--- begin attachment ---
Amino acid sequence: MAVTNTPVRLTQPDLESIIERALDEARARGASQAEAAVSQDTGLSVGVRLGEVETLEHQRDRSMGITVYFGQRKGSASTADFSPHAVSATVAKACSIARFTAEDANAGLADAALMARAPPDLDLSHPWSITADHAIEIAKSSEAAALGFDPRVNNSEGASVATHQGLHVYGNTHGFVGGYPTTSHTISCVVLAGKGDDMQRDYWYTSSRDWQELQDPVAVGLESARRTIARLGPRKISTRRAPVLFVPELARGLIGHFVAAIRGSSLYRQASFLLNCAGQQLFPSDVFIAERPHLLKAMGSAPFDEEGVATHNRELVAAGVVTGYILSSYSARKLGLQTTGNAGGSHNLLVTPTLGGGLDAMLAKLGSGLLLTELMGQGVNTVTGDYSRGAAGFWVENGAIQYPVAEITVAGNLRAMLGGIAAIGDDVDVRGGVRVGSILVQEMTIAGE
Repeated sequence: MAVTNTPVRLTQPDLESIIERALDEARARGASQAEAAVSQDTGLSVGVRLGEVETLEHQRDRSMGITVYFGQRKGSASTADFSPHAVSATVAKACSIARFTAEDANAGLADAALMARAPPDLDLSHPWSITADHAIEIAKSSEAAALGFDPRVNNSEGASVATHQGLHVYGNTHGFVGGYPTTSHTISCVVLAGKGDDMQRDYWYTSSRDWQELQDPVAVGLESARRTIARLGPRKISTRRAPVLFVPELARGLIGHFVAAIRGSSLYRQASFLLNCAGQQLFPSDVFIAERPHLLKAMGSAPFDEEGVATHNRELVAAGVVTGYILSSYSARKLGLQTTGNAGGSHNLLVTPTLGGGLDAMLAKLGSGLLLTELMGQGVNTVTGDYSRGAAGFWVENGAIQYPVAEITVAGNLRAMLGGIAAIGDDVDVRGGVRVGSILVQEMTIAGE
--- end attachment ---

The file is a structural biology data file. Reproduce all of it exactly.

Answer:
Amino acid sequence: MAVTNTPVRLTQPDLESIIERALDEARARGASQAEAAVSQDTGLSVGVRLGEVETLEHQRDRSMGITVYFGQRKGSASTADFSPHAVSATVAKACSIARFTAEDANAGLADAALMARAPPDLDLSHPWSITADHAIEIAKSSEAAALGFDPRVNNSEGASVATHQGLHVYGNTHGFVGGYPTTSHTISCVVLAGKGDDMQRDYWYTSSRDWQELQDPVAVGLESARRTIARLGPRKISTRRAPVLFVPELARGLIGHFVAAIRGSSLYRQASFLLNCAGQQLFPSDVFIAERPHLLKAMGSAPFDEEGVATHNRELVAAGVVTGYILSSYSARKLGLQTTGNAGGSHNLLVTPTLGGGLDAMLAKLGSGLLLTELMGQGVNTVTGDYSRGAAGFWVENGAIQYPVAEITVAGNLRAMLGGIAAIGDDVDVRGGVRVGSILVQEMTIAGE
Repeated sequence: MAVTNTPVRLTQPDLESIIERALDEARARGASQAEAAVSQDTGLSVGVRLGEVETLEHQRDRSMGITVYFGQRKGSASTADFSPHAVSATVAKACSIARFTAEDANAGLADAALMARAPPDLDLSHPWSITADHAIEIAKSSEAAALGFDPRVNNSEGASVATHQGLHVYGNTHGFVGGYPTTSHTISCVVLAGKGDDMQRDYWYTSSRDWQELQDPVAVGLESARRTIARLGPRKISTRRAPVLFVPELARGLIGHFVAAIRGSSLYRQASFLLNCAGQQLFPSDVFIAERPHLLKAMGSAPFDEEGVATHNRELVAAGVVTGYILSSYSARKLGLQTTGNAGGSHNLLVTPTLGGGLDAMLAKLGSGLLLTELMGQGVNTVTGDYSRGAAGFWVENGAIQYPVAEITVAGNLRAMLGGIAAIGDDVDVRGGVRVGSILVQEMTIAGE